Dave, thanks for the input about PM vs other metal component fabrication techniques. We know you're a fan of metals and especially of machining and welding, so it was interesting to see your input on investment casting and forging. I agree, cost comparisons for a given example product would have been revealing but, as usual, they're very hard to come by for publication.
I always love to see better methods of making parts! Suzuki was making powder metal transmission gears in the 80's. The methods are well known, so it seems that we are seeing better materials being used? It looks like we are getting much better in materials formulating than ever before, bravo!
Obviously, the powder metal industry would like to compare the cost of PM processes to the cost of machining parts out of mill products. This comparison makes PM look very attractive for all but extremely small-volume production. However, as Ann points out, PM's real competition comes from investment casting and forging. It would be nice to see some cost comparisons here.
Another important factor to consider is that the mechanical properties of PM products usually aren't as good as forged or cast products. As Jim Dale points out, a fully-dense PM part will have mechanical properties comparable to a casting -- but achieving full density in a PM part is no easy task. You won't get it in a traditional pressed and sintered part.
That being said, PM is a good option for certain applications. The article does a good job of pointing out its advantages.
Sounds like this is much more than a niche product in automotive. Once again, the auto industry is leading in new materials and technology. It's quite a different industry than it was when I was growing up in the Detroit area in the 60s and 70s.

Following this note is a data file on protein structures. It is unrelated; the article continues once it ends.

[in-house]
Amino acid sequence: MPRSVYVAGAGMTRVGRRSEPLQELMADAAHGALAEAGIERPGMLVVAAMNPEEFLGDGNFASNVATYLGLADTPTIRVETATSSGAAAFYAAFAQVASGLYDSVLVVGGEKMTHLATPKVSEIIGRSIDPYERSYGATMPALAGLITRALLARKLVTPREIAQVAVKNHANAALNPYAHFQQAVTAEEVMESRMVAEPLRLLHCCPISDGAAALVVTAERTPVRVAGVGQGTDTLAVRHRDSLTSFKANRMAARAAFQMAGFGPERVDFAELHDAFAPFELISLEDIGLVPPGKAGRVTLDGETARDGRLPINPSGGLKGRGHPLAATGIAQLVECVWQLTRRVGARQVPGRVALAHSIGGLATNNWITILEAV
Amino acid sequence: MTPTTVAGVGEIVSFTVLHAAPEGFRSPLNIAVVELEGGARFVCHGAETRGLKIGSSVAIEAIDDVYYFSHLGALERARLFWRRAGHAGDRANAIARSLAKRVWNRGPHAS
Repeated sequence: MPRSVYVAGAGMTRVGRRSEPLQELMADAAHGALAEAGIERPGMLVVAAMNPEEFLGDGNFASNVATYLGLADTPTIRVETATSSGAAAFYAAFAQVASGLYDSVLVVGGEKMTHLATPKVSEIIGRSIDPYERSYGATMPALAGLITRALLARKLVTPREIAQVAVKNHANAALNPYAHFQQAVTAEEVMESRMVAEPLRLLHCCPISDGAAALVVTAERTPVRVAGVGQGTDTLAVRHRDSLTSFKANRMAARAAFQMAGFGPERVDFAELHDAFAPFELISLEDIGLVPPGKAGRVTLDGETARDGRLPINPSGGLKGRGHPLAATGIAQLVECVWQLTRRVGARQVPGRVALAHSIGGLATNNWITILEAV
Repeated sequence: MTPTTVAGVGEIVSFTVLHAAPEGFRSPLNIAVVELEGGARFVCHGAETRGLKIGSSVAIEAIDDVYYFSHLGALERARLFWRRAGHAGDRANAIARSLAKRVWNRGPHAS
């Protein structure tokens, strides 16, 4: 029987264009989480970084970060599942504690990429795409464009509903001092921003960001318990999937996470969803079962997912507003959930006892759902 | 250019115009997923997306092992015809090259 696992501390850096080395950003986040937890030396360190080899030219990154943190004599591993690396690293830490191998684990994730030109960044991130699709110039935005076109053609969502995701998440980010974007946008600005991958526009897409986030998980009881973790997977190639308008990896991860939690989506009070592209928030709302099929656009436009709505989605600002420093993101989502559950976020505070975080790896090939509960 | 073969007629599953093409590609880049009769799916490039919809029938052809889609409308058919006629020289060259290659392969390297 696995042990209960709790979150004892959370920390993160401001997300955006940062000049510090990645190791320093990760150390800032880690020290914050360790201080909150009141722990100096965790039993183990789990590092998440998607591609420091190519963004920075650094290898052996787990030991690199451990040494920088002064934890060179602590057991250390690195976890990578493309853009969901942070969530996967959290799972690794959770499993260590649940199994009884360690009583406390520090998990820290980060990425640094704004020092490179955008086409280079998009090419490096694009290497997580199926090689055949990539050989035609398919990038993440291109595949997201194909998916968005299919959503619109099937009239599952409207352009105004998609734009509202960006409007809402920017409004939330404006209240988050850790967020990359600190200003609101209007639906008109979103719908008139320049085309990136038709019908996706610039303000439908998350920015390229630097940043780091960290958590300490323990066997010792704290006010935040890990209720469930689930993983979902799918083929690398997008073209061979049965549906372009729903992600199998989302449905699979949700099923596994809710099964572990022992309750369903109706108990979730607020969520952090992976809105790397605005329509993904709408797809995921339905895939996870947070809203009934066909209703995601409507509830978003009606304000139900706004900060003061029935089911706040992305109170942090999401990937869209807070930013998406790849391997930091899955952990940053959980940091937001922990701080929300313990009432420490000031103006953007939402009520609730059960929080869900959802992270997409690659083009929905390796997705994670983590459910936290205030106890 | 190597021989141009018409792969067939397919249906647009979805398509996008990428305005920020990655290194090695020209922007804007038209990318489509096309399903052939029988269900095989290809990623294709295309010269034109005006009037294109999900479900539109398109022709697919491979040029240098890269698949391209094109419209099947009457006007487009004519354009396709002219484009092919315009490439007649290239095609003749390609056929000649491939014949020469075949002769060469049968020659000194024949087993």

Rob, powder metal manufacturing techniques are growing as a percentage of metal parts manufacturing in automotive, where they're already responsible for a large proportion of those parts, as well as industrial controls. Aerospace is also getting interested, but volumes are still quite small. Other major industries are medical and consumer electronics.
Are they robots or androids? We're not exactly sure. Each talking, gesturing Geminoid looks exactly like a real individual, starting with their creator, professor Hiroshi Ishiguro of Osaka University in Japan.
For industrial control applications, or even a simple assembly line, that machine can go almost 24/7 without a break. But what happens when the task is a little more complex? That’s where the “smart” machine would come in. The smart machine is one that has some simple (or complex in some cases) processing capability to be able to adapt to changing conditions. Such machines are suited for a host of applications, including automotive, aerospace, defense, medical, computers and electronics, telecommunications, consumer goods, and so on. This discussion will examine what’s possible with smart machines, and what tradeoffs need to be made to implement such a solution.